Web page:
Is Mayella Ewell in Lee's To Kill a Mockingbird a static or dynamic character? 

Is Mayella Ewell in Lee's To Kill a Mockingbird a static or dynamic character?


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litteacher8 eNotes educator| Certified Educator

Mayella is a static character, because she is a supporting character and does not change. 

In literature, a static character is one who does not change from the beginning to the end of the book.  A dynamic character grows and changes.  This is why main characters like Scout tend to be dynamic, and supporting characters are usually static.  Mayella Ewell is a supporting character who does not change.

Mayella is not a character who appears directly much in the novel, even though she is very important to the plot of the book.  She is the one who kissed Tom Robinson and caused him to be accused of rape, but Mayella is not really an actor.  She gets pulled along with events. She is not dynamic, because she does not change from the beginning to the end of the story. 

We know very little about Mayella until the trial.  The first thing we learn about her is that she keeps geraniums on her otherwise trash-infested property.  At the trial, Scout feels sorry for her when she learns how miserable she is.  Mayella’s father’s testimony is coarse and uncouth, making jokes about her parentage and describing her rape in a brutal and crude manner. 

During Mayella’s testimony and Atticus’s cross-examination of Mayella, it becomes apparent that the poor girl has a miserable existence.  Her life is all about taking care of her many siblings and trying to feed them on the game her father shoots, since none of the welfare checks seem to make it into the house.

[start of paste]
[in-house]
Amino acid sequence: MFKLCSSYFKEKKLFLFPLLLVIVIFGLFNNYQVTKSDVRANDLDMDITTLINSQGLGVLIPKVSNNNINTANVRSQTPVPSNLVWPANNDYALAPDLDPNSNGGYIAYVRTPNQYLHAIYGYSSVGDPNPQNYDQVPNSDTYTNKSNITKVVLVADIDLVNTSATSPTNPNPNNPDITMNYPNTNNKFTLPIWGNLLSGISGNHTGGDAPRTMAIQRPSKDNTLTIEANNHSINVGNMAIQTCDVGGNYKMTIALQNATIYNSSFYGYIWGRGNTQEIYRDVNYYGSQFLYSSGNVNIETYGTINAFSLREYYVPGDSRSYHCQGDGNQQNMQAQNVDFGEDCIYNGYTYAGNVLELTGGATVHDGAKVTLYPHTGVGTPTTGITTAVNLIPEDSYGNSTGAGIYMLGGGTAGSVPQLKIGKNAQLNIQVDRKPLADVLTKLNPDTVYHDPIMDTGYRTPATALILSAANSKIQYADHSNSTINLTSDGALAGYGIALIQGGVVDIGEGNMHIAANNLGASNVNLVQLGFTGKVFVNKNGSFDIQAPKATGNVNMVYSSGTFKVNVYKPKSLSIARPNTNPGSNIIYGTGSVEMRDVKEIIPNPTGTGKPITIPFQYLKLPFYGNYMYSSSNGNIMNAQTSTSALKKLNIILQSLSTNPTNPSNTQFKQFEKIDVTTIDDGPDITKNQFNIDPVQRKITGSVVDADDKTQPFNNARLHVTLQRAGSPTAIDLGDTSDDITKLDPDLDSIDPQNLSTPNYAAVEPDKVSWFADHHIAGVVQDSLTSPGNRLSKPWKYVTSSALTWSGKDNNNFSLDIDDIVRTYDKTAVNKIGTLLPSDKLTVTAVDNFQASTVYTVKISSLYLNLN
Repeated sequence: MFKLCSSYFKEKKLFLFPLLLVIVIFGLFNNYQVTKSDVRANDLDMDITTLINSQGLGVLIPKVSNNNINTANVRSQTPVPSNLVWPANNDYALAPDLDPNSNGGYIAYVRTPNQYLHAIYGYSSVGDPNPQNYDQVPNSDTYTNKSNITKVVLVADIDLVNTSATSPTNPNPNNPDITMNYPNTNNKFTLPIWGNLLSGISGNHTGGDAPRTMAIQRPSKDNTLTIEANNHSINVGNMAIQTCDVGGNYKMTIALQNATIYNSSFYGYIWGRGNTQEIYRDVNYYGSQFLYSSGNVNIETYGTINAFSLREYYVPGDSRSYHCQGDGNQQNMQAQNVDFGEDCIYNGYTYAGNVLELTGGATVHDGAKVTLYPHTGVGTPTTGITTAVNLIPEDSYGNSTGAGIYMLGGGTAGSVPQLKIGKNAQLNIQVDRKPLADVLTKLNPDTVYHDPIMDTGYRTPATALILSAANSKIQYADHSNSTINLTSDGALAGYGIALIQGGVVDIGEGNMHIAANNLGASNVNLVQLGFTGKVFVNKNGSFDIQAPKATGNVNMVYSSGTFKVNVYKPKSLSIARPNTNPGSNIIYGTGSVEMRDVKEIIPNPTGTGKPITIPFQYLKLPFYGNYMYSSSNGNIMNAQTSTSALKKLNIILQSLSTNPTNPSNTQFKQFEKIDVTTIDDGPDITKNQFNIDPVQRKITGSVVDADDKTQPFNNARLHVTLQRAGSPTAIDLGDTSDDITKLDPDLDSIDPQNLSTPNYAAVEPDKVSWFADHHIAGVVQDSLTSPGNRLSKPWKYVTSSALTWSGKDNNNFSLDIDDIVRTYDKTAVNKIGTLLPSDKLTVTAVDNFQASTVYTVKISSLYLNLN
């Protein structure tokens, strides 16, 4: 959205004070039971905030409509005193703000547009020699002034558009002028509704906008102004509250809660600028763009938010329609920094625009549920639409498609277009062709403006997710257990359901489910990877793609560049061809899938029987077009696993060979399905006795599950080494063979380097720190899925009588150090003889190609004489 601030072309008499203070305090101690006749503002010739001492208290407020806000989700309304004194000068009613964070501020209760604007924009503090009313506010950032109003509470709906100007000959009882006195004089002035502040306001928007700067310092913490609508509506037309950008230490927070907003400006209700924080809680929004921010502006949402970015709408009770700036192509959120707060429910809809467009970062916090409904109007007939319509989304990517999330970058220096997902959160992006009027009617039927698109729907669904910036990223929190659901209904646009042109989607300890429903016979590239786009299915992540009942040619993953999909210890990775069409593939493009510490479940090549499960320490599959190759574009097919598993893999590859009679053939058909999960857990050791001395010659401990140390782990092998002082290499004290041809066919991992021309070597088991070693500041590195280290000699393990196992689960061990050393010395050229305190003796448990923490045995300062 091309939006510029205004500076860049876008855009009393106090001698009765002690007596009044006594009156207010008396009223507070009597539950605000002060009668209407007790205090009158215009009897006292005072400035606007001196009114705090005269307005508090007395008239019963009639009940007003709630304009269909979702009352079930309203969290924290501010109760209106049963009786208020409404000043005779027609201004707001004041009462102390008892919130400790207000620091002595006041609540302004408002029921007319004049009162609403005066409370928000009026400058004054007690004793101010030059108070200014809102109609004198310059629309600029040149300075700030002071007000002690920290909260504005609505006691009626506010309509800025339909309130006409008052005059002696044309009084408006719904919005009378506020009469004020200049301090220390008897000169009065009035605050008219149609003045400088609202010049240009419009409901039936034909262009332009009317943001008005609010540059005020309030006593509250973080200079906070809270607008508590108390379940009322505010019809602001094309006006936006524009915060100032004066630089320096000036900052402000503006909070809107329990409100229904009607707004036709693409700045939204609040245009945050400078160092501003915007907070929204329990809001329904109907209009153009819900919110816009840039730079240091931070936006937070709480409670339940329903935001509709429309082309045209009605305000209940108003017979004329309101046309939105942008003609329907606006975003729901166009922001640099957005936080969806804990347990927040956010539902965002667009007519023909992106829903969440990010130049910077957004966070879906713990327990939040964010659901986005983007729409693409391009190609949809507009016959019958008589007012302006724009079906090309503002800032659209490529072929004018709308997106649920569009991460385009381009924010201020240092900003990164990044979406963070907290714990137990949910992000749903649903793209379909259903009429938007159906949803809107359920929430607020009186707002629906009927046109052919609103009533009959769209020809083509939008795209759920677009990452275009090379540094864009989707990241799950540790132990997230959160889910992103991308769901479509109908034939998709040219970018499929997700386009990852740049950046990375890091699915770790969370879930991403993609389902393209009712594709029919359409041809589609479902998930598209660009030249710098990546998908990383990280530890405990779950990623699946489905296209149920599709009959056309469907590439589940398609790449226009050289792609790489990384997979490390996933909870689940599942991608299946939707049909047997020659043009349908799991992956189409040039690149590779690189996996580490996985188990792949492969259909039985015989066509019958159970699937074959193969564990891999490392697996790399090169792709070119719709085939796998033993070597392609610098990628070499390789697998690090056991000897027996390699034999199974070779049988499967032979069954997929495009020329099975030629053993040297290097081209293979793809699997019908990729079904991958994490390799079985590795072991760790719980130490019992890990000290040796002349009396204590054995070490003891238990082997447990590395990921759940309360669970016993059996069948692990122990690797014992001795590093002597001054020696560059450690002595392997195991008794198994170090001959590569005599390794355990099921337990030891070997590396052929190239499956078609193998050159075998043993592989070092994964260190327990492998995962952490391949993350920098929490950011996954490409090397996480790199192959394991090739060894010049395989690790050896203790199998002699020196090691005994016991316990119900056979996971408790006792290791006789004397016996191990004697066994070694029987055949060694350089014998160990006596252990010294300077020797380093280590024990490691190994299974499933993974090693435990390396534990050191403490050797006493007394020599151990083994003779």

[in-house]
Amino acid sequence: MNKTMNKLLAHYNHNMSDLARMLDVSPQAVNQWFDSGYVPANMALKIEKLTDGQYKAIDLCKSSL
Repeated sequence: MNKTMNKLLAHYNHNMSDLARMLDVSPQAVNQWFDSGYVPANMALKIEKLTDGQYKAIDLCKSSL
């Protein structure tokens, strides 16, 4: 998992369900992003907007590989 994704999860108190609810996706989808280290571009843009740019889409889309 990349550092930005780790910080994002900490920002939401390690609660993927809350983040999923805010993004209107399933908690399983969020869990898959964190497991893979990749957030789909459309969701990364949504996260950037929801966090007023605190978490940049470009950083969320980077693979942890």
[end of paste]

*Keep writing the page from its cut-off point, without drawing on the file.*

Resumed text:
As Tom Robinson gave his testimony, it came to me that Mayella Ewell must have been the loneliest person in the world. She was even lonelier than Boo Radley, who had not been out of the house in twenty-five years. When Atticus asked had she any friends, she seemed not to know what he meant, then she thought he was making fun of her. (Ch. 19) 

Tom Robinson testifies that Mayella was lonely, and he felt sorry for her.  It was a big mistake for him to say that, because the jury did not approve, but it shows that she really was quite lonely. Mayella had no one.  She couldn’t have a relationship with Tom Robinson because it would be considered inappropriate since he was black.  Although Mayella's lonely and sad life moves the plot of the story forward through the trial, this is the only place she appears.

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To Kill a Mockingbird

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